Excavation site would be more than 50 acres
Okanogan County is reviewing an application for a quarry on private property on the south side of Highway 20 about 3.5 miles south and east of Twisp, heading toward Loup Loup Pass.
The applicants propose to excavate rock, decomposed shale and topsoil from six sites on the 600-acre parcel, which is between Highway 20 and Finley Canyon Road. According to the application, excavation at the High Mountain Quarry would create holes from 5 to 12 feet deep. The rock, mostly granite, is already fractured and varies in size from 8 inches to several feet.
The application was submitted to Okanogan County Planning in February by Paul Christen on behalf of property owner Corky Barker. Barker has a house on the property, just west of the main excavation site. Rock that would be quarried is located through the ranch, with the largest area close to Barker’s home. The applicant anticipates that the main excavation site would be more than 50 acres in size.
The application describes the excavation and reclamation as follows: “This would all depend on what is beneath the surface and can it be physically removed without much time and expense. Time will tell. The plan would be to not create such a large hole because it would have a negative effect on adjacent home and the ranch. It would probably be sloped and filled as the rock was removed.”
Quarry rock and gravel topsoil would be collected and separated by excavators and bulldozers. Rock would be stockpiled in various locations on the property where it would not be visible to neighbors, according to the application.
In addition to quarrying rock and gravel, Barker plans to remove topsoil from the lower field, which would then be reseeded. Most vegetation on the property burned in the last four years in wildland fires, according to the State Environmental Policy Act (SEPA) checklist submitted by Christen.
The proponents anticipate between one and 10 trips a day along Highway 20. Traffic and noise from excavators and other heavy equipment would be from 7 a.m. to 5 p.m. There would be one to three workers.
The quarry would operate from mid-March to the beginning of December, with most work done in the spring and early summer to avoid problems with dust during hot, dry weather, according to the application.
The nearest body of water is Frazer Creek, which mainly follows the highway.
In addition to the heavy equipment, the operators would install a battery- and solar-powered 70-by-10-foot truck scale and a 5-by-5-foot building to house the scale reader.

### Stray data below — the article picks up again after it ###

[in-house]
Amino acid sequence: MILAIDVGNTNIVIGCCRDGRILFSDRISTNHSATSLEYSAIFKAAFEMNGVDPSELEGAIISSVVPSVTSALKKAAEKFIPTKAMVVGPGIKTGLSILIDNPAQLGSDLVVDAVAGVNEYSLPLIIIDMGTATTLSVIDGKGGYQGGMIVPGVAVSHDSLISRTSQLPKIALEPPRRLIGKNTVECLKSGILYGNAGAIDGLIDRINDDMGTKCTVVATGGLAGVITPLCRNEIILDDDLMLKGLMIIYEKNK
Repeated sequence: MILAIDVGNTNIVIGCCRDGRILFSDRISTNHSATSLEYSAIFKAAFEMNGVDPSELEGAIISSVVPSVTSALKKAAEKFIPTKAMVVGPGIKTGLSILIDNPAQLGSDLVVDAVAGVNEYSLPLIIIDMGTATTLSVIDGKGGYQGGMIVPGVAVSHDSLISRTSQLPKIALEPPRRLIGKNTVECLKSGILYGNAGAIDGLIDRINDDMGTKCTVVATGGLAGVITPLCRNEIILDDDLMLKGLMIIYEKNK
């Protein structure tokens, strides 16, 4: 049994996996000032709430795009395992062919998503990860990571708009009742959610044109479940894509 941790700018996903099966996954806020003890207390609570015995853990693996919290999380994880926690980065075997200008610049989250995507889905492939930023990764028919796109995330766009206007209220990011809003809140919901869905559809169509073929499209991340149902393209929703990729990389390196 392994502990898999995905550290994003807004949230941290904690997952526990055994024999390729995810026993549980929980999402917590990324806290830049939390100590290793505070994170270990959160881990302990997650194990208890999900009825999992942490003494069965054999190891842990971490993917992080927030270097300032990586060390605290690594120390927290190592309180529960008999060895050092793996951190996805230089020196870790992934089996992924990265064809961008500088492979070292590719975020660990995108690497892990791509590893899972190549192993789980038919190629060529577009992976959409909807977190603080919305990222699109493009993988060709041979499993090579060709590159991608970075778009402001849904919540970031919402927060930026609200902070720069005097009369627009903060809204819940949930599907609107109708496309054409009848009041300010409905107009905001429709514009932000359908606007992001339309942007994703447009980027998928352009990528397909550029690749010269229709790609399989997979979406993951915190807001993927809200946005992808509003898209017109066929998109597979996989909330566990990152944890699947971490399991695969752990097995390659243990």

The proponents don’t anticipate the need for a rock crusher to be permanently installed at the site, but one might be contracted to crush rock “for a week or so,” according to the application.
The proponents say they don’t anticipate great demand for the rock and expect quarrying to end once they have adequate inventory.
They predict that primary demand would come from people and government agencies with flood-damaged property and roads. In the past they have sold rock to the Washington State Department of Transportation for emergency repairs, the applicant said.
In the application, Christen included a 2015 letter from Okanogan County Engineer Josh Thomson recommending a change to the county’s zoning code to allow new gravel pits in the Methow Review District through conditional-use permits (CUPs) because of the cost of hauling gravel from distant quarries. The letter was submitted to the county Planning Department as they were updating the zoning code and was not connected with any particular project or proposal.
New zoning code
In the old zoning code, in the Methow Review District — depending on the zone — gravel pits were either prohibited or required a conditional-use permit. The new code, adopted in 2016, essentially preserves those restrictions. The chart that lists permissible activities says “except for existing/permitted sites” for gravel pits in rural residential and low-density residential areas. The Barker property is in a low-density area.
It’s not clear whether that means gravel pits are conditional or prohibited in that zone, according to Okanogan County Planning Director Perry Huston, who said the matter may need to be clarified.
Huston issued a mitigated determination of environmental significance for High Mountain Quarry because review of the proposal “indicates that there may be potential for significant adverse environmental impacts.”
Among the mitigations Huston proposed are ceasing work if endangered sharp-tailed grouse are nesting in the area, shielding all lighting and keeping rock piles under 50 feet in height, prohibiting work within 200 feet of Frazer Creek, and implementing a plan to control noxious weeds.
The county is currently seeking input as part of the environmental review of High Mountain Quarry. Comments on the potential environmental impact must be submitted by March 21 to have standing to appeal any decision under SEPA.
Huston will use comments on the environmental impact to make a final SEPA determination, which will be submitted to the county’s hearing examiner along with all the application materials and comments. The hearing examiner will review the conditional-use permit application and make the final decision on the CUP.
No date has been set yet for the hearing examiner’s public hearing on the CUP. People can comment on the overall project and CUP until that hearing.
For more information or to comment, contact planner Pam Wyllson at (509) 422 – 7122 or firstname.lastname@example.org.